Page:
• I absolutely love Raw Worlds raw Nutritional Yeast.

  • mom2one01 says

    I’m so missing my spinach, sweet potatoes, beets, chard, chocolate, almonds and cinnamon. I had to go on a low oxalate diet aftet having too many of these high oxalate foods in my AIP/ Paleo diet. 🙁 I would love it, Mickey if you did a blog post/article on oxalates!

    • Mickey Trescott says

      Hi! I’m sorry you are finding oxalates troublesome for you… to be honest, I have not found many folks to be truly sensitive to them and don’t want to panic people any more about additional foods to avoid. Sarah Ballantyne has a great article here:

  • Kylie says

    Hello, could you please advise what I could substitute for nutritional yeast? I’m allergic to it. Thank you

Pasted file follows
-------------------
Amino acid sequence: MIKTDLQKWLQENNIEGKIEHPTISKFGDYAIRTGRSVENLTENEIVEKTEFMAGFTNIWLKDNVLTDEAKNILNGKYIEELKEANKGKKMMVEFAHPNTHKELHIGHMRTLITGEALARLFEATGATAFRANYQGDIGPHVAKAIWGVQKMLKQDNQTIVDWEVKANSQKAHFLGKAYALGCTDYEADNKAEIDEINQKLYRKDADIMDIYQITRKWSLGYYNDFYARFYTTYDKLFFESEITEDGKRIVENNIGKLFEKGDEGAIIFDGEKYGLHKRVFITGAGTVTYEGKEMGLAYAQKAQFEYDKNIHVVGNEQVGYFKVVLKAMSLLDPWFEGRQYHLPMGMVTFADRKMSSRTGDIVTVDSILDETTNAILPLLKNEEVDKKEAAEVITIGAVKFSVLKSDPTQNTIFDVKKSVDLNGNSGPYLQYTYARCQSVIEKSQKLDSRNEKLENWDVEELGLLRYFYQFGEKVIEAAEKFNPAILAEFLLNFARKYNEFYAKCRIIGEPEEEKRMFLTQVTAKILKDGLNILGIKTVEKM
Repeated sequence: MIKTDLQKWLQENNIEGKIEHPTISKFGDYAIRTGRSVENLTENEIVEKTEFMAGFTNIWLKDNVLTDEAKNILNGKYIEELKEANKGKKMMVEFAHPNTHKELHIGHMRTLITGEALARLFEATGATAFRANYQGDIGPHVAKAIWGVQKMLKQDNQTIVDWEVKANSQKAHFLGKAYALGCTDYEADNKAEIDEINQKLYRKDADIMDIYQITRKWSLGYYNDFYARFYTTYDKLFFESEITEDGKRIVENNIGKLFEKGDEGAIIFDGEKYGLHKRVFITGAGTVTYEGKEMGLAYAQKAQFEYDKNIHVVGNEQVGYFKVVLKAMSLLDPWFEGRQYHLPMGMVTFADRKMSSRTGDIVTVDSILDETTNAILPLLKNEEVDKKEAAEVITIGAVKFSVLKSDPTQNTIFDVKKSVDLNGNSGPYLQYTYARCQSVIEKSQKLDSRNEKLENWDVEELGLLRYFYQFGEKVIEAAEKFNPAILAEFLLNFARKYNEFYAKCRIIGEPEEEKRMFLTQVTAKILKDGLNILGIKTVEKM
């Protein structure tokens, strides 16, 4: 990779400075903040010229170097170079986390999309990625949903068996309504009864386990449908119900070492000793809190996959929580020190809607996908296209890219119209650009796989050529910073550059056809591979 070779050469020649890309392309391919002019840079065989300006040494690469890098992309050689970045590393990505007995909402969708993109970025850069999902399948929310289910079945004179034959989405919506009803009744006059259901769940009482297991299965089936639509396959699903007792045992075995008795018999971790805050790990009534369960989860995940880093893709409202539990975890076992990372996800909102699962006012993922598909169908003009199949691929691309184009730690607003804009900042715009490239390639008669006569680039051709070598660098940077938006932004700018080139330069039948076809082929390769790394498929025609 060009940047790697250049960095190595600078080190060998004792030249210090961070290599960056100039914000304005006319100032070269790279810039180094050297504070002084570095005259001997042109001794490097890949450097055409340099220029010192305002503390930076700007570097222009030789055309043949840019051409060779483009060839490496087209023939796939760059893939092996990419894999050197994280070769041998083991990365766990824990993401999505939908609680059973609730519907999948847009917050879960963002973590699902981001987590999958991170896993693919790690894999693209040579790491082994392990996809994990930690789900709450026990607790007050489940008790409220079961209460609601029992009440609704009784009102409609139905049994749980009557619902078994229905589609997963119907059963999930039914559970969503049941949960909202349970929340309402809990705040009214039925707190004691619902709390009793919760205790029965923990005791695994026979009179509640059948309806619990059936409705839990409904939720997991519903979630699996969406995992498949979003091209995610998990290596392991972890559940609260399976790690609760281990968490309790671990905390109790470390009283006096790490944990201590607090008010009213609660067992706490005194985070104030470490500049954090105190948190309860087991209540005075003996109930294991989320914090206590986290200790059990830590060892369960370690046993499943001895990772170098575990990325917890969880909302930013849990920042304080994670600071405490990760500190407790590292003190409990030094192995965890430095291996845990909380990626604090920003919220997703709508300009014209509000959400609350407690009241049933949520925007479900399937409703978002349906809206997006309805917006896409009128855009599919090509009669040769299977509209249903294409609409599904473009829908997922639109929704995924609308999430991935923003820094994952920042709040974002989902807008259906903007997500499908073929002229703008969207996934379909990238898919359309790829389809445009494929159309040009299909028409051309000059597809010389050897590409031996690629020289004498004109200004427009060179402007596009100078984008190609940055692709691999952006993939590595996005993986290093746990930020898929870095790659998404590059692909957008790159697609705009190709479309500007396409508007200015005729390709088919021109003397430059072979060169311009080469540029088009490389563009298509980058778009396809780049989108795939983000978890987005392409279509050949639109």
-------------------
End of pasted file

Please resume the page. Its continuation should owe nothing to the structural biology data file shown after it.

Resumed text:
• Mickey Trescott says

      Hi Kylie! I think this recipe would work fine without the nutritional yeast, you just might want to add some more salt to taste.

  • Gordeen Darbee Sherwood says

    Can I use canned artichokes?

    • Mickey Trescott says

      Gordeen, you can, but they usually contain citric acid, which is derived from corn and not compliant with the elimination phase of AIP.

  • Jen says

    I’ve made this recipe before and it’s delicious. I’d like to make a large batch and freeze snack-sized portions. Do you think that could work or would you not recommend it? Thank you!

    • Mickey Trescott says

      Hi Jen! I don’t recommend freezing because of the probiotic dip – I’m not completely sure, but I think the texture might not thaw well.